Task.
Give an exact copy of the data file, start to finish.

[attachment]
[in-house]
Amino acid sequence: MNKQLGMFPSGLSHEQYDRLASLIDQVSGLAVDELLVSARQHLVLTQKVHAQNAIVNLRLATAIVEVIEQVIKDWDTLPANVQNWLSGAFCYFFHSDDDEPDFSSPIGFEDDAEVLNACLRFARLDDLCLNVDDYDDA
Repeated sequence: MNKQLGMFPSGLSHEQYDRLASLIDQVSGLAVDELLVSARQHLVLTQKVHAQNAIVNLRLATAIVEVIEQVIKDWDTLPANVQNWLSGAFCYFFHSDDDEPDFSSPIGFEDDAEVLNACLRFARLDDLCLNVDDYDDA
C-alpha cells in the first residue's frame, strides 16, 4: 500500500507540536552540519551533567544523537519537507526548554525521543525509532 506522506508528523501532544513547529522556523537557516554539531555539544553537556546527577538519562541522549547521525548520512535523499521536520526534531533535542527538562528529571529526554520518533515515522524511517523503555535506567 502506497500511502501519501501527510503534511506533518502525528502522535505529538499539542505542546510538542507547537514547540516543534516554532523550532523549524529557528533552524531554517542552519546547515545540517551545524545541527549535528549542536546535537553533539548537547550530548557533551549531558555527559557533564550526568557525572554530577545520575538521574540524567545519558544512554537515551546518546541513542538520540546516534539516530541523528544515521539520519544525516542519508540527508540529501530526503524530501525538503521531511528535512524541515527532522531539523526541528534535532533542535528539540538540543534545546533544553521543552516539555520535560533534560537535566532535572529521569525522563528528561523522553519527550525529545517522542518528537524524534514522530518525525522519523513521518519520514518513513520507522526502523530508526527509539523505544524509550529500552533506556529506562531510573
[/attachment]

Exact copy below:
[in-house]
Amino acid sequence: MNKQLGMFPSGLSHEQYDRLASLIDQVSGLAVDELLVSARQHLVLTQKVHAQNAIVNLRLATAIVEVIEQVIKDWDTLPANVQNWLSGAFCYFFHSDDDEPDFSSPIGFEDDAEVLNACLRFARLDDLCLNVDDYDDA
Repeated sequence: MNKQLGMFPSGLSHEQYDRLASLIDQVSGLAVDELLVSARQHLVLTQKVHAQNAIVNLRLATAIVEVIEQVIKDWDTLPANVQNWLSGAFCYFFHSDDDEPDFSSPIGFEDDAEVLNACLRFARLDDLCLNVDDYDDA
C-alpha cells in the first residue's frame, strides 16, 4: 500500500507540536552540519551533567544523537519537507526548554525521543525509532 506522506508528523501532544513547529522556523537557516554539531555539544553537556546527577538519562541522549547521525548520512535523499521536520526534531533535542527538562528529571529526554520518533515515522524511517523503555535506567 502506497500511502501519501501527510503534511506533518502525528502522535505529538499539542505542546510538542507547537514547540516543534516554532523550532523549524529557528533552524531554517542552519546547515545540517551545524545541527549535528549542536546535537553533539548537547550530548557533551549531558555527559557533564550526568557525572554530577545520575538521574540524567545519558544512554537515551546518546541513542538520540546516534539516530541523528544515521539520519544525516542519508540527508540529501530526503524530501525538503521531511528535512524541515527532522531539523526541528534535532533542535528539540538540543534545546533544553521543552516539555520535560533534560537535566532535572529521569525522563528528561523522553519527550525529545517522542518528537524524534514522530518525525522519523513521518519520514518513513520507522526502523530508526527509539523505544524509550529500552533506556529506562531510573